All of these people are trying to help, and they are all talking about the same abuser. But he looks different from each angle of view.
The woman knows from living with the abusive man that there are no simple answers. Friends say: “He’s mean.” But she knows many ways in which he has been good to her. Friends say: “He treats you that way because he can get away with it. I would never let someone treat me that way.” But she knows that the times when she puts her foot down the most firmly, he responds by becoming his angriest and most intimidating. When she stands up to him, he makes her pay for it—sooner or later. Friends say: “Leave him.” But she knows it won’t be that easy. He will promise to change. He’ll get friends and relatives to feel sorry for him and pressure her to give him another chance. He’ll get severely depressed, causing her to worry whether he’ll be all right. And, depending on what style of abuser he is, she may know that he will become dangerous when she tries to leave him. She may even be concerned that he will try to take her children away from her, as some abusers do.
How is an abused woman to make a sensible picture out of this confusion? How can she gain enough insight into the causes of his problem to know what path to choose? The questions she faces are urgent ones.
ABOUT THE AUTHOR
For over twenty years Lundy Bancroft, the author of the national bestseller Why Does He Do That?, has specialized in counseling men who are unhealthy relationship partners, helping them make lasting changes. He is a former codirector at Emerge, the nation's first program for abusive men.
A dear friend called yesterday to chat about a friend of hers who was going through a lot of what I endured a year ago. She was being harrassed by her ex-husband to the point she filed for a restraining order.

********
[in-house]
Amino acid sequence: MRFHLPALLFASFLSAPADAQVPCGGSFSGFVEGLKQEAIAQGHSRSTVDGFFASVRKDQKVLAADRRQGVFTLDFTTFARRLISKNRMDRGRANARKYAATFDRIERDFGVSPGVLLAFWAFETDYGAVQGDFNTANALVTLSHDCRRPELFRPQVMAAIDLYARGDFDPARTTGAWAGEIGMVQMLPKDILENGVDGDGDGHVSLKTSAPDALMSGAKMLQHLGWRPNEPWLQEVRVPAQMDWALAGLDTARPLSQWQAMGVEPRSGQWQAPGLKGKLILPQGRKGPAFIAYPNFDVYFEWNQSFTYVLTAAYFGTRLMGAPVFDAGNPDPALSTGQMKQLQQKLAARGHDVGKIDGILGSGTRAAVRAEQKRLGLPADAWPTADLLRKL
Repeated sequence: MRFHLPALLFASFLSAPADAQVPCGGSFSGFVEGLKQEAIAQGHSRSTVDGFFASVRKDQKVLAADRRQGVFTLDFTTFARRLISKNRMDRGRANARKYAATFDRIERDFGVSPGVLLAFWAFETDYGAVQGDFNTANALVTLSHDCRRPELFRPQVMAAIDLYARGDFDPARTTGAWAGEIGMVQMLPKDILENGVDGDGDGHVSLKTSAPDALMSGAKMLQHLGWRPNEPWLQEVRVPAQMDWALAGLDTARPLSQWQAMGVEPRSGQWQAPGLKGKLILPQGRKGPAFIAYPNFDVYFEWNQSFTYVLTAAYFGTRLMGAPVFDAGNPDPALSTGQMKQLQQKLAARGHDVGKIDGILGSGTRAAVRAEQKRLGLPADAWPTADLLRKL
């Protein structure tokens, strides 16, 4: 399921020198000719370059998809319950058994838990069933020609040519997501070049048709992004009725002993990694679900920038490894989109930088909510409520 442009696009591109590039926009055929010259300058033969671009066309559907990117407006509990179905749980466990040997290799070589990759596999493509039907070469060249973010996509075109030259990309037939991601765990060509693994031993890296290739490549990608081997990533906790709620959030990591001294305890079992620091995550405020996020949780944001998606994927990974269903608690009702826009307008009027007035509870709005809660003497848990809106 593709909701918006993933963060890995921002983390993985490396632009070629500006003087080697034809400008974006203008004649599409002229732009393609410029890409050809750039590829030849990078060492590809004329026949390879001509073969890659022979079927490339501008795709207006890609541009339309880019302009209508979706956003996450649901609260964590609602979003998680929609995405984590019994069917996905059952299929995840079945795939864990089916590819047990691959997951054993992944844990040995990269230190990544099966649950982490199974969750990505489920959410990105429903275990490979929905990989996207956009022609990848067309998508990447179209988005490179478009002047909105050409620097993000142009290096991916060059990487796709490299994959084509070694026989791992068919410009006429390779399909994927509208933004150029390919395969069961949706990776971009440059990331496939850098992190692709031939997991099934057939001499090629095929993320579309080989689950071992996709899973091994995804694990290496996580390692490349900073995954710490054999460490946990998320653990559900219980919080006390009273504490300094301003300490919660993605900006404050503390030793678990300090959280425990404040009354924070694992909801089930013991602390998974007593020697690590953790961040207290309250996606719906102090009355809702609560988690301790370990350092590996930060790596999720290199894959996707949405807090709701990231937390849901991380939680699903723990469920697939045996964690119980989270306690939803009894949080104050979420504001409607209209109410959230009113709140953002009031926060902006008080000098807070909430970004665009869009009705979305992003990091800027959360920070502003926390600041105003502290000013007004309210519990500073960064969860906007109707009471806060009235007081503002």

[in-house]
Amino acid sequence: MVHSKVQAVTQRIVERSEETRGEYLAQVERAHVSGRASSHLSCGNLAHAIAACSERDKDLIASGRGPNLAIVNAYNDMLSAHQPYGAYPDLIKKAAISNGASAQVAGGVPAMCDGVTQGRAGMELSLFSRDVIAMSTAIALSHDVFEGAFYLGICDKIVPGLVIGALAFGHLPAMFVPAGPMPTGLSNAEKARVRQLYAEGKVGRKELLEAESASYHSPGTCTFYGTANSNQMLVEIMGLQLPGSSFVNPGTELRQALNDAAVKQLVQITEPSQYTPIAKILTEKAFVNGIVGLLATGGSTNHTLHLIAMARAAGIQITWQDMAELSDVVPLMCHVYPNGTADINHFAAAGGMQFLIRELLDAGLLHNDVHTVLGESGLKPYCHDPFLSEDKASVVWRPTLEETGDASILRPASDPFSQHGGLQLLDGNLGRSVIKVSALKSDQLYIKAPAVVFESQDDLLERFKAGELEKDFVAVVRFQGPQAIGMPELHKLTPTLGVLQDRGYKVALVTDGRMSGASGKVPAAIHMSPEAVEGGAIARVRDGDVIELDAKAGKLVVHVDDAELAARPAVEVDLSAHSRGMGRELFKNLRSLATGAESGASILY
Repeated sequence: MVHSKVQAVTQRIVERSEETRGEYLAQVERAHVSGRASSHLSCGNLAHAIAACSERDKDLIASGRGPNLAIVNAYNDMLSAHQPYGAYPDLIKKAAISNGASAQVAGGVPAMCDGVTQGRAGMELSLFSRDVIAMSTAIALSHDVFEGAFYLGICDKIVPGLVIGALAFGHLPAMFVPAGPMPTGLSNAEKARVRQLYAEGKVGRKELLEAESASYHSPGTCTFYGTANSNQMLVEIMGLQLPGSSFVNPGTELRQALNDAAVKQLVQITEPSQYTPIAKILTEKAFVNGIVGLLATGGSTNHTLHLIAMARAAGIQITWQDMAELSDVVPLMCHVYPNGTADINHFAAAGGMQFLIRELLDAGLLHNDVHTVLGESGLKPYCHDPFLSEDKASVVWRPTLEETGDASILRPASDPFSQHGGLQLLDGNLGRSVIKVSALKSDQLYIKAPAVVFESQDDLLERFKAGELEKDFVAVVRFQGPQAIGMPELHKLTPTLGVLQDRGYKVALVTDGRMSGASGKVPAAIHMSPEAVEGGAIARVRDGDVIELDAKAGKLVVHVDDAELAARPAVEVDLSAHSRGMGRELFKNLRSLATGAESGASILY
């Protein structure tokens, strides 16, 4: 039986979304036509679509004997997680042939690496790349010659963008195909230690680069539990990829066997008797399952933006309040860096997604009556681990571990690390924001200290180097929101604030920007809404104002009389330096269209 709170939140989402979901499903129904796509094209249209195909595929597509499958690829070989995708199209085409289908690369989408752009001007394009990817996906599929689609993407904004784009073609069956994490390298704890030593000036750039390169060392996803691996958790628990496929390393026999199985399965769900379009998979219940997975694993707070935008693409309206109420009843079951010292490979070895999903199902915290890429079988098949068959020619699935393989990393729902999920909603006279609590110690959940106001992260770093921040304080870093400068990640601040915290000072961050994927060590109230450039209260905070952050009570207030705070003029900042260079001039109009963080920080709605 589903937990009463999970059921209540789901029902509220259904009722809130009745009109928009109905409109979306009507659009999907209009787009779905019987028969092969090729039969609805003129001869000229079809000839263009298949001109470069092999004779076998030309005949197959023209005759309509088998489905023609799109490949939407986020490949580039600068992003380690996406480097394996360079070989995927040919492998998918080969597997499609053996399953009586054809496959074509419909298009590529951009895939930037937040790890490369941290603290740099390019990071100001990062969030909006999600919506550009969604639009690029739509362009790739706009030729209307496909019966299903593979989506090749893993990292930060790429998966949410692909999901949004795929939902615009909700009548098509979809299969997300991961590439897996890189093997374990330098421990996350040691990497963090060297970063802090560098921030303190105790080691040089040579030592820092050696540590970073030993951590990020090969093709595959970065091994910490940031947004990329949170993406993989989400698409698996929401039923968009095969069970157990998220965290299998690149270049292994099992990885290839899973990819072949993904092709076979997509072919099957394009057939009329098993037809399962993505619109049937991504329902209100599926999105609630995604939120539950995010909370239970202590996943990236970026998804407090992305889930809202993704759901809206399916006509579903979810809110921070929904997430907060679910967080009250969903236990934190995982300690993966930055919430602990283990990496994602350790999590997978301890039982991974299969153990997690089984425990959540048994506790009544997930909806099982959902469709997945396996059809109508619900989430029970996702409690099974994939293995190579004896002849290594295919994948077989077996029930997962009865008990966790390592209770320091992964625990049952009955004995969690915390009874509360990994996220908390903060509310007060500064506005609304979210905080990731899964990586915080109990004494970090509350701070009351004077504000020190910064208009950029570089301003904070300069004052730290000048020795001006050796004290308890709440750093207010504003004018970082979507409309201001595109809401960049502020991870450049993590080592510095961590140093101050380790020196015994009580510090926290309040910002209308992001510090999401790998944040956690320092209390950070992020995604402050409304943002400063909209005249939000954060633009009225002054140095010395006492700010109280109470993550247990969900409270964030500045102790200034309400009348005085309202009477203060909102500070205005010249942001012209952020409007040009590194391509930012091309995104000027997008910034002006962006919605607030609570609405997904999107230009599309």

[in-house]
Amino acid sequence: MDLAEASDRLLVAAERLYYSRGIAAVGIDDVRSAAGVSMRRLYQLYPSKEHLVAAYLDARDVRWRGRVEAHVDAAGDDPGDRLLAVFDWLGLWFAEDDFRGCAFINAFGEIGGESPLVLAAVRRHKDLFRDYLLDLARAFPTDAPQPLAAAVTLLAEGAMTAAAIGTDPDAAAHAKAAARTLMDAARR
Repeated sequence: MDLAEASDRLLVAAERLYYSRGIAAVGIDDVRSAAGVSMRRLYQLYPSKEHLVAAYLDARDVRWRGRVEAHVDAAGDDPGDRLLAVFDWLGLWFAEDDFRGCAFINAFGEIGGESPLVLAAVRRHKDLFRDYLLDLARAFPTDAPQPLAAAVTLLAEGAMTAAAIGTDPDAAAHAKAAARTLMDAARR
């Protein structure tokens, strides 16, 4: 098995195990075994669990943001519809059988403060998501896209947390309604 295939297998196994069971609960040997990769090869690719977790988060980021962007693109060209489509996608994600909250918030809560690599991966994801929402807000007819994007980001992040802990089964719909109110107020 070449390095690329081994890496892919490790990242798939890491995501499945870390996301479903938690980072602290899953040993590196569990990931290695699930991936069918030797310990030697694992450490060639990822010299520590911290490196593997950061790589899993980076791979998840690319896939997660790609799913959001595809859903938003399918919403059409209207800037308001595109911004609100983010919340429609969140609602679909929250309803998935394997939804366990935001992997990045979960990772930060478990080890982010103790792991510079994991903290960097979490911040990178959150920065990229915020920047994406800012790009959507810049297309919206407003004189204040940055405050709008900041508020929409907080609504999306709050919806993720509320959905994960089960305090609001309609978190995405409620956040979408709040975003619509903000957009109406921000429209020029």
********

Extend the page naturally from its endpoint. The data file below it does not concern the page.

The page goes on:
What struck me was the fact that in many states—her state, as well—evidence of physical abuse is the only type of evidence admissible in court. Thankfully, even though the evidence didn't show "physical" abuse, the judge granted a restraining order.
It's widely known that many who verbally and emotionally abuse progress to some sort of physical abuse. It was something MANY loved ones in my life were very concerned about with regards to what I allowed and endured for three years. I can't say I didn't worry about it, as well. I did. I can count at least five women I know in the US right now who recently sat in front of a judge, pleading the case for protection, and worried whether or not they would get it. I was one of those women.
What I've learned through this process (and through talks with other women dealing with verbal and emotional abuse) is the burden of proof is always on the woman. I was lucky because R decided to send emails sharing my blog post about our relationship to the president of the university where I work, as well as about 50 others whom I'm guessing he thought were part of HR but were actually part of a group called IHD, Institute for Human Development. His intention, of course, was to get me fired from my job for openly sharing details of our relationship including how we met, and what transpired. He also threatened in a direct email to me to "not stop until he had justice, " because I was speaking out about the abuse like none before me had done. This evidence was essential to outcome of my case. Had I not had this in writing, it would have made things much more difficult.
What surprised me most is that the police report documenting a domestic violence call where the maintenance man in our apartment complex called law enforcement after hearing him yelling at me and hearing me crying was not admissible. The reason, the judge cited, was because the event occured more than a year before I showed up in court. My mind was blown. So let's say you have a DV report for physical abuse, in AZ, it would not be accepted as proof if it happened over a year ago.
It's really difficult for many survivors (me, included) to get to the point of entering the court system for a number of reasons, so to punish them for a lapse in time makes no sense to me and is contributing to the number of women suffering MORE abuse because they can't legally protect themselves. According to a recent study by the CDC, nearly half of all murdered women are killed by romantic partners. This is unacceptable.